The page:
It has been hard to be on the other side of the military, when you are in your job is easy and you know a lot of the why and so you just do what you have to do. But I have realized how much harder it is to be a spouse to support your spouse when you don’t know the why and often have a harder job being left behind to take care of little humans who sometimes can suck the life right out of you. There isn’t a lot of hoopla for the spouses and they deserve so much gratitude and respect.

What’s the number one piece of advice you would give a new military spouse?

Be ready for the adventure and try to enjoy it. My husband keeps asking me where he should try to get the military to send us next, but I have realized it doesn’t matter where we go, but that we are together, which is one of the main reasons I didn’t stay in. Each base, small or big, in the middle of nowhere or in a big city all have things you can learn and see. I have made friends and seen so much at each assignment.

What or who has been the biggest help or source of support to you in your role as a military spouse?

One of my friends who served with me in Afghanistan got out a few years before me. Her husband was also in the military so she was similar to me. I feel like she paved the way and gave me the confidence to actually get out. I have enjoyed talking to her now that we are both moms and have gone through so many similar experiences.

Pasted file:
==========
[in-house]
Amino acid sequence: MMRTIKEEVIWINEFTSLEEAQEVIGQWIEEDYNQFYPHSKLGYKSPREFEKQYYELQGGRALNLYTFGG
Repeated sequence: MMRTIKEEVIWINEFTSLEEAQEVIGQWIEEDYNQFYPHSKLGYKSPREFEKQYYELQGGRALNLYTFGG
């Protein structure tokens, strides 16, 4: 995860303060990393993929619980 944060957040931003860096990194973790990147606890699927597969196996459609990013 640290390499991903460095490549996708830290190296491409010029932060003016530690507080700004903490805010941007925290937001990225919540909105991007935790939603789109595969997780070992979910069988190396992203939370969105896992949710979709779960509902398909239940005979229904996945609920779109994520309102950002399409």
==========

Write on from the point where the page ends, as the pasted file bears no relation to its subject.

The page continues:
Do you have a favorite place the military has taken you? What is it and why?

When I was deployed to Afghanistan I got a mid-tour break and my husband decided to meet me in New Zealand instead of having me go back stateside. It was an amazing vacation and one I hope we can do again with the boys when they are older.

Just for fun:

  • Favorite Netflix binge-worthy watch? I don’t watch a lot of tv, but I do currently like Scorpion and I used to watch Agents of Shield until it got a little weird.
  • What’s your favorite hobby? I love to run. I have run a handful of half marathons the past few years. I’m planning on doing three in 2017. I completed the first one in January at Disneyland.
  • Chocolate or vanilla? Chocolate for sure!!
  • Tell us a random fact about yourself. Man, I used up all my go to facts in the interview. I normally say I was in the military. But I guess I will go with the fact I have been converted to a crazy Disney person since we moved to LA. Last month we went every weekend so we could get special buttons. Only crazy people do that and I am one of them.

Many thanks to Amanda for sharing her story! People often forget that you can be a military spouse and a member of the military at the same time.  I’m glad folks like Amanda are sharing their stories. You can find Amanda on her blog, Facebook, Twitter and Instagram.